Founding members of CCM are Associação Promotora da Instrução dos Macaenses, together with Associação dos Macaenses, Club de Macau, Associação dos Aposentados, Reformados e Pensionistas de Macau, Holy House of Mercy, IIM, Clube Militar de Macau and twelve Macao houses and associations around the world. The Confraria da Gastronomia Macaense and Macanese Youth Association (AJM) were co-‑opted in 2013.
Macau homes, the term that generally refers to casas, clubs and associations abroad, are spread according to patterns of the Macanese diaspora location to Shanghai and to Hong Kong in the 19th century, and later to the United States of America, Portugal, Brazil, Canada, Australia and the United Kingdom.
The newest member to join CCM – Macau Home (United Kingdom)-‑ was co-‑opted during 2016 General Council Meeting and was established in 2015 in the city of Northampton (United Kingdom). The elder brother of this unique and universal family is Lusitano Club of Hong Kong founded in 1866, which celebrated its 150 years of history last December 17th 2016, with a black-tie banquet at its iconic headquarters at 16, Ice House Street, in the very heart of the Hong Kong Central district. União dos Macaenses Americana, Inc. (UMA, Inc.), was founded in 1959 in California, United States of America. It was the first Macanese association to be established away from Macao and Hong Kong, preceding all other such organisations, including the Casa de Macau in Portugal (1967), that has just completed 50 years of its historic existence. Sunny California is also home to two other Macanese associations: Lusitano Club California (1984) and Casa de Macau (United States of America) Inc. Further north in the Pacific Coast are the Macau Cultural Association Western Canada (1989) and Casa de Macau Club Vancouver (1995) were opening their doors as more Macanese from Macao and Hong Kong chose to settle down in Canada. Toronto and its surrounding neighbourhoods attracted many Macanese as well, leading to two more associations: Macau Club Inc. Toronto (1993) and Casa de Macau Toronto (1995). During the eighties and early nineties, Australia was another favoured destination for the Macanese. Casa de Macau Inc. Australia was founded in the early nineties with a national membership. Much earlier, in the sixties, seventies and eighties Brazil charms and opportunities were calling young Macanese from both Hong Kong and Macao to São Paulo and Rio de Janeiro. Casa de Macau São Paulo was founded in 1989 soon followed by Casa de Macau Rio de Janeiro (1991).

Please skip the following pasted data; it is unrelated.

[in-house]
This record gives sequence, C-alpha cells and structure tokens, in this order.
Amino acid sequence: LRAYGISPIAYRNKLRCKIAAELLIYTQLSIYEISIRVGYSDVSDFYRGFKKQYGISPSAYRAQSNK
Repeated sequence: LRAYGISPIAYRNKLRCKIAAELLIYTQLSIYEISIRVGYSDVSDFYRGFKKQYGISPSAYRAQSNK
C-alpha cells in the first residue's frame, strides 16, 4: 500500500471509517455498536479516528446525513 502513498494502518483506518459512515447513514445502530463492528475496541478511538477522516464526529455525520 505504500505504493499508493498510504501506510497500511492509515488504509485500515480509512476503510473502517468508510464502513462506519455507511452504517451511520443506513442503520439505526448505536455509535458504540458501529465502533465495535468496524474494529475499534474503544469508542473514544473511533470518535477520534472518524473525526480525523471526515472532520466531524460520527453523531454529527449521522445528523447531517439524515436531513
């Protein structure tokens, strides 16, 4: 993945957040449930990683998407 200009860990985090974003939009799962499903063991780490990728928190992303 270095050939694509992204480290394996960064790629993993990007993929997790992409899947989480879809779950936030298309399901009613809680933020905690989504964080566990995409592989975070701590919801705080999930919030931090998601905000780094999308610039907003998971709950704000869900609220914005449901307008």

António M. Jorge da Silva, the illustrious architect doubling as historian, recently wrote a thorough essay entitled Macaenses – The Portuguese in China (IIM, 2015), in which he explains the expansion of Macanese diasporas association because of their “living away from their familiar community clusters, an initial sense of insecurity and need for cultural consociation came about for some.” However, as families became better integrated in those foreign communities and new generations of Macanese born and raised abroad emerged, issues of identity became central to Macao houses as well as to the whole of CCM membership. How to sustain, generations after generations, the sense of belonging to Macao and the main traces of Macanese culture? Other issues, such as attracting new membership, generational changes, finding sustainable sources of financing, and being a more integral part in promoting Macao abroad are also matters of concern.
When setting its sights for the future, the CCM’s General Council identified several priorities areas to be followed up in years to come, such as improving connections between the CCM Permanent Council, its Executive body and its members, namely by promoting and circulating best practices and experiences developed by the Macao houses. These include such as recruiting new members and offering diverse activities to attract the younger generations of Macanese; promote the learning of the Portuguese and Chinese languages; develop structure dialogue with some Macao government bodies such as the Cultural Affairs Bureau, Macao Government Tourism Office, Macau Foundation, Forum Macau and Macao Trade and Investment Promotion Institute. There is the need to continually search for areas of cooperation where the network of Macao houses could be servicing MSAR needs in promoting tourism and culture abroad. The CCM needs also to explore the possibilities of using the Macao houses, its members and the overall network of CCM to support Macao government in developing Macao as a world tourism and leisure centre, and as a business and trade services platform between China and the Portuguese-‑speaking countries.